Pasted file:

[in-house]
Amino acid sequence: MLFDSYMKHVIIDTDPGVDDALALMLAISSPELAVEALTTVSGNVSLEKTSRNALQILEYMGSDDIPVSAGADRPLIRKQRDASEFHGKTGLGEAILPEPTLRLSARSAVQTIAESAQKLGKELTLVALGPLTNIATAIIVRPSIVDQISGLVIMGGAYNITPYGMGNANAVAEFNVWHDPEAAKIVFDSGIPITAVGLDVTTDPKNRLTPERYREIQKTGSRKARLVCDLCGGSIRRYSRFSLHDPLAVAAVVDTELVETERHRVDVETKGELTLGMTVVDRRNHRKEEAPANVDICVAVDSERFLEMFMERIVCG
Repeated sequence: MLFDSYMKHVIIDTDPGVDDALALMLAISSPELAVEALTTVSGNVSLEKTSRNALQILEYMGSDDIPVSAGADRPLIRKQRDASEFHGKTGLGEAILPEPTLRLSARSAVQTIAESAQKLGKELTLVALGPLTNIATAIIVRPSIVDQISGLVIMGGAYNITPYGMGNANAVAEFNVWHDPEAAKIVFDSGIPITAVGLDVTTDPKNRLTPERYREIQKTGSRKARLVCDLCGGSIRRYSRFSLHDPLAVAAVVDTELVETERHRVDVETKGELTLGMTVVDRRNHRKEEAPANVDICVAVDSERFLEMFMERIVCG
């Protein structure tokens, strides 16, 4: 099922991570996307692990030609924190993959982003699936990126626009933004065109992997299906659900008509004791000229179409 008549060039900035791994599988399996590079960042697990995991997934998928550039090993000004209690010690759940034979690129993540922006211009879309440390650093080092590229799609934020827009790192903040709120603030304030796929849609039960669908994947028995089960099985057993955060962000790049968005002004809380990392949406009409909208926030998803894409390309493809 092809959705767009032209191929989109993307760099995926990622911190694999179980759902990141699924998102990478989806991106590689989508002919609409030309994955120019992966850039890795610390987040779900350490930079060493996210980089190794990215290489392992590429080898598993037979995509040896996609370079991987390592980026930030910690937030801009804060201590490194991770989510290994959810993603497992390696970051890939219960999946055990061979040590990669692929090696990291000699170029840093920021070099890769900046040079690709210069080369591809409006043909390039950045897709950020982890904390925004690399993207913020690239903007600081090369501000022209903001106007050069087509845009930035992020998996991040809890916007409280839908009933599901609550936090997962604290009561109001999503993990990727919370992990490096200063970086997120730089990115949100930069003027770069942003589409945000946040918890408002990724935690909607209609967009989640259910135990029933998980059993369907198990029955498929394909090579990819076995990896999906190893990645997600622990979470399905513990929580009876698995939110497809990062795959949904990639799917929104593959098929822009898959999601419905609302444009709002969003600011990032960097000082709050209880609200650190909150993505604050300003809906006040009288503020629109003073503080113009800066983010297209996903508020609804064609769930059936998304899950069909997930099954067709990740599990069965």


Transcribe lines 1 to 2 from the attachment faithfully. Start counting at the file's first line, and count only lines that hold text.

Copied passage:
[in-house]
Amino acid sequence: MLFDSYMKHVIIDTDPGVDDALALMLAISSPELAVEALTTVSGNVSLEKTSRNALQILEYMGSDDIPVSAGADRPLIRKQRDASEFHGKTGLGEAILPEPTLRLSARSAVQTIAESAQKLGKELTLVALGPLTNIATAIIVRPSIVDQISGLVIMGGAYNITPYGMGNANAVAEFNVWHDPEAAKIVFDSGIPITAVGLDVTTDPKNRLTPERYREIQKTGSRKARLVCDLCGGSIRRYSRFSLHDPLAVAAVVDTELVETERHRVDVETKGELTLGMTVVDRRNHRKEEAPANVDICVAVDSERFLEMFMERIVCG